Thursday, March 15, 2007

Cheery Economist: Florida Economy 'Strong', Jobs Will Service Debt

''The Florida economy has been so strong -- people have jobs. And as long as you hold on to a job that is reasonably well-paying, you're going to be in position to service your debt,'' says Gunnar Berglund, an economist at Moody’s Economy.com. ( CBS4 March 14)

39 comments:

  1. David,

    Did you read today's Washington Post puff piece on how the DC market has been immune to the foreclosure wave hitting the country?

    The reporter cites high foreclosure rates in the economically depressed rust-belt states and the Gulf states hit by Katrina. Meanwhile, our region's high rate of job growth and affluence has cushioned the effects of a housing meltdown.

    Once again, the WaPost reporting does a lousy job with its research. Over a third of the home sales since 2005 in this region involved non-traditional mortgage lending. We are talking ARMs and many subprime loan packages. Many recent new homebuyers with lower incomes fall into the sub-prime mortgage category.

    There is no guarantee that the Washington, DC region's economy will remain healthy. The federal budget deficit situation is getting so dangerous that politicians will have to slash massive amounts of funding sooner rather than later. That means leaner government worker payrolls and fewer dollars going to contractors. This could spell deep trouble for the region's economy.

    Many homebuyers who have ARMs are due to see their rates escalate in 2007 and this could lead to a SIGNIFICANT NUMBER OF FORECLOSURES in the Washington DC metro region. As a result, we will see rising housing stocks of inventory--particularly in Prince Georges County, the District, and Prince William County in VA.

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  2. He's of course right on the money ... As were you David. It all comes down to "Is the general economy of locale expanding or contracting?" I.e., your predictions of major "price declines" was all based on a presumption that foreclosures would be so substantial that they would effect the general economy. And had they done so, I agree your forecasts would have been correct. Where you erred was in greatly overestimating the importance (in terms of magnitude) of these foreclosures ... and I think this was based on a presumption that from where you stood, people depended solely on a good paying job to pay the prices asked and there weren't enough good paying jobs out there. Both bad presumptions. The vast bulk of individuals purchasing a home do not depend on their income alone (they depend on their accumulated wealth and/or family wealth and savings) and secondly, there ARE lots and lots of high paying jobs out there. In a nutshell, the relatively few subprime loans out there just don't amount to an iota of importance and won't effect the general economy of any locale (or of the nation) other than by the "herd mentality" effect as witnessed in the stock market a couple days ago. But "herd mentality" effects are usually fleeting as "facts" come out to counter them.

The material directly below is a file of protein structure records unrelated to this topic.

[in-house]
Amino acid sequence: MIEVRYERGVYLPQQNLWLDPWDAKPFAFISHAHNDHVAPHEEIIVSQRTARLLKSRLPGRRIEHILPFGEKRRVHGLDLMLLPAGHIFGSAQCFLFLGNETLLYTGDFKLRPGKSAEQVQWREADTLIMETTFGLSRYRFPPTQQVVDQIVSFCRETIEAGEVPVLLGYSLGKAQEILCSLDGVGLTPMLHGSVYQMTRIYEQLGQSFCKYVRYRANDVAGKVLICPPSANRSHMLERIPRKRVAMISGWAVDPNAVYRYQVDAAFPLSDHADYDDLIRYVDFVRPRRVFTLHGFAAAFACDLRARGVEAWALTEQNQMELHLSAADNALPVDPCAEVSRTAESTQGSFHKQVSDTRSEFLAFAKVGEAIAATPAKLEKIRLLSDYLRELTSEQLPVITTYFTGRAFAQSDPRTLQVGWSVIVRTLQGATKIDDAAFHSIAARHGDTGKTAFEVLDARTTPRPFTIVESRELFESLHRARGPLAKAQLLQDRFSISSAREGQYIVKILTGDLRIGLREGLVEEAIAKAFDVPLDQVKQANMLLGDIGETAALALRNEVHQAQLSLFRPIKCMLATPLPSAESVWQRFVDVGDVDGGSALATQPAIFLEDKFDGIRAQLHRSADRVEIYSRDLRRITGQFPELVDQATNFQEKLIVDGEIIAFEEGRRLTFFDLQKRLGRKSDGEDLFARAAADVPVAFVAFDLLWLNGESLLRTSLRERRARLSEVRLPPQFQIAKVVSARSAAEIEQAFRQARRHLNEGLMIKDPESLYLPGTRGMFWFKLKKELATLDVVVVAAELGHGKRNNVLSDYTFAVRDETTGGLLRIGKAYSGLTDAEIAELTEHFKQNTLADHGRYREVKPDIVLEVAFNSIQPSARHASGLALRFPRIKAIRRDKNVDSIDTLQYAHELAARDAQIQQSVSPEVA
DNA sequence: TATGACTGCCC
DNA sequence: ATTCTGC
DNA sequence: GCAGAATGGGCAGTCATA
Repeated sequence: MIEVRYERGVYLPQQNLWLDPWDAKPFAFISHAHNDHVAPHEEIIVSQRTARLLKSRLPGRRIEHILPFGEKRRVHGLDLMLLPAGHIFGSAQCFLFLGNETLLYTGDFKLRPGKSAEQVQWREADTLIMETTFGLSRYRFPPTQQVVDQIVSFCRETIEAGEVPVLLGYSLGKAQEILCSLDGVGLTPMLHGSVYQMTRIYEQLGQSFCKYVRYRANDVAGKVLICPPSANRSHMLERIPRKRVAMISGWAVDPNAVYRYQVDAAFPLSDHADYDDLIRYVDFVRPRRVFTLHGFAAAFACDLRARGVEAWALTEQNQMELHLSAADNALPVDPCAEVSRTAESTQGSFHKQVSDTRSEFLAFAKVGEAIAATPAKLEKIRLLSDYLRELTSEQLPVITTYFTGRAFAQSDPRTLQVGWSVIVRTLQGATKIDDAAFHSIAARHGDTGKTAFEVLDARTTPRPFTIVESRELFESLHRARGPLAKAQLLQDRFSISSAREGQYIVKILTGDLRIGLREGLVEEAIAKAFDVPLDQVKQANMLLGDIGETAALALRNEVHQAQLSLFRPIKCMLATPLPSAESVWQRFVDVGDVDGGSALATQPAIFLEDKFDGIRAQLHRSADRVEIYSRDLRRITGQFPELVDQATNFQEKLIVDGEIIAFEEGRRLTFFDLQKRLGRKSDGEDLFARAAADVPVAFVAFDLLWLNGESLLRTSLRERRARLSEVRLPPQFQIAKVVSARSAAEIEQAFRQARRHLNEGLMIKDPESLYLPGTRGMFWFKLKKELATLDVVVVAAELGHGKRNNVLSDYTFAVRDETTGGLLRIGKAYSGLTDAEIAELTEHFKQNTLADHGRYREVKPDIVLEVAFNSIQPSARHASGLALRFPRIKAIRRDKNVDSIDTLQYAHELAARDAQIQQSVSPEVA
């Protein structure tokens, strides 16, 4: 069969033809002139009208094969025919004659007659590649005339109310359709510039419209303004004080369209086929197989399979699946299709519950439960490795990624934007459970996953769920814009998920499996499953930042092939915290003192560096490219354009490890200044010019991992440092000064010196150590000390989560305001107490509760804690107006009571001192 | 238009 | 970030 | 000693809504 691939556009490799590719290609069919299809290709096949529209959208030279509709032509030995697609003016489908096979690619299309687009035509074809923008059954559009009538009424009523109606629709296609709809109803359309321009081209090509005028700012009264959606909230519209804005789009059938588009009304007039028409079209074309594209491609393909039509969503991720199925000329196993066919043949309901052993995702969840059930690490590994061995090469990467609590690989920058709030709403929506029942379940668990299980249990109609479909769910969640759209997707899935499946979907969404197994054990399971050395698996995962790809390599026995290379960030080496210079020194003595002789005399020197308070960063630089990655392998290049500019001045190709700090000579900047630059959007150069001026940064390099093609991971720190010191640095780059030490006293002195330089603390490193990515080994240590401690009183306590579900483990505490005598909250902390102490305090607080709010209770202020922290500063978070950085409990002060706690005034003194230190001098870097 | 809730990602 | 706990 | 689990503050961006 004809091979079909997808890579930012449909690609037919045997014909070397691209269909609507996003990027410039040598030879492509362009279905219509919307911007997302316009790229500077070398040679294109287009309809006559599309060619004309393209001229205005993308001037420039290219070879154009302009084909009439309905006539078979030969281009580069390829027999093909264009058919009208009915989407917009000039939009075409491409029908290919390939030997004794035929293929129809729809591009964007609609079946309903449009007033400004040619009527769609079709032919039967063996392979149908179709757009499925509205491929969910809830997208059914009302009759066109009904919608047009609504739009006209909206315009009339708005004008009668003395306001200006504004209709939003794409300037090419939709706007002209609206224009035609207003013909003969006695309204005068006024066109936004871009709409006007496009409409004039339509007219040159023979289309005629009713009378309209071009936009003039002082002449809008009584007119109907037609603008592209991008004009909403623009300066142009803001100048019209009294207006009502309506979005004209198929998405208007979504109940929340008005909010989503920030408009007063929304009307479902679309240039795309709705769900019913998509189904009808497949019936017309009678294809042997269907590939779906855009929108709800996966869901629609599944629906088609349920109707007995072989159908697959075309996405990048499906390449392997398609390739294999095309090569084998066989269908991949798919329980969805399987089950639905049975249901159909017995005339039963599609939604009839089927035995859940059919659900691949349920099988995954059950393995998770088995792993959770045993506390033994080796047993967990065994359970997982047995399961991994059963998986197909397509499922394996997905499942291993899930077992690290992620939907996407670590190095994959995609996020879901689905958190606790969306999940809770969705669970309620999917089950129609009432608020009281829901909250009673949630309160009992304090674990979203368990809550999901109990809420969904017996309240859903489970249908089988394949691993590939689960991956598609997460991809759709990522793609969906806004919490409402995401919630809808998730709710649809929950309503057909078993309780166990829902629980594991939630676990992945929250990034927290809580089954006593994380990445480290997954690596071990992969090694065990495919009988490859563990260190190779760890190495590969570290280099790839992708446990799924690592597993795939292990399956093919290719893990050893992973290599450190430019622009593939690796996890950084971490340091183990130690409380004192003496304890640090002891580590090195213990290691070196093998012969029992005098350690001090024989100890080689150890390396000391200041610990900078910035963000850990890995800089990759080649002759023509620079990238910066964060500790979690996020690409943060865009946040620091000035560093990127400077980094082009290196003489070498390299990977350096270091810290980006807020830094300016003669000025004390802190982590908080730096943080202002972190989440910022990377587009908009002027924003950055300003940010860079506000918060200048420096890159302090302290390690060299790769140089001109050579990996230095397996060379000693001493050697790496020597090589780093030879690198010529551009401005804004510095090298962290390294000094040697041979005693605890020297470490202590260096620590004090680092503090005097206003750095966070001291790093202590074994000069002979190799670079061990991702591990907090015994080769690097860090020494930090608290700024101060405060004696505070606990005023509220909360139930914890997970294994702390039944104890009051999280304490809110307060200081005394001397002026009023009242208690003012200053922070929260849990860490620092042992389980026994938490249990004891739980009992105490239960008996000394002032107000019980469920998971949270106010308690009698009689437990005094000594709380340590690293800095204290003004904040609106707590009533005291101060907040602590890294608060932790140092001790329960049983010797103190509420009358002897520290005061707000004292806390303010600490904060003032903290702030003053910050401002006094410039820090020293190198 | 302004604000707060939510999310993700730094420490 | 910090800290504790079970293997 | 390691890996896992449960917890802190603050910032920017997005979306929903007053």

The more I look around and the more I read, the more obvious it becomes that this "down side of the cycle" is going to be a lot shorter than past ones. The speed of information is working both ways. In the same way that prices escalated so quickly and everything stopped so quickly, we'll now see a quick return to a normal and historical "balanced" market. Where I am at, prices are already rising again. Not that they ever really dropped when you weed out the fact that lots of lower than average priced condos came on the market. It won't be long till most locales around the country experience the same. The fundamentals of the economy are just too strong for it to be otherwise. As long as people are working, they will both need to buy "something" and be in a position to buy "something". No, it may not be the "something" their heart desires, but it is housing ... and probably is "something" far superior to what their grandparents considered "more than adequate." In sum, BHs who really believe a bursting bubble is still on its way really need to do a reality check.

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  3. Lots of dreaming in those comments.

    It is hell in the sunshine state.

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  4. Lance wrote two paragraphs this time... his keyboard DOES have an [enter] key!

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  5. ihateyuppies said:
    "There is no guarantee that the Washington, DC region's economy will remain healthy."

    There's never a guarantee for anything in life. The Washington Post is just reporting the most likely scenario based on the facts. We saw the herd mentality based on the bubble theory play out in the markets. It's over now. The bubble theory was summarily dismissed once the facts came out. Hang it up folks.

    And ihateyuppies, I'm so sorry to see you aren't going to get the gloom and doom you were wishing on everyone. Perhaps if you stop hating others and just start looking out for yourself in a positive way (vs. hoping to profit off the bad luck of others), you'll be a lot happier ... And so will the rest of us. I wish you well.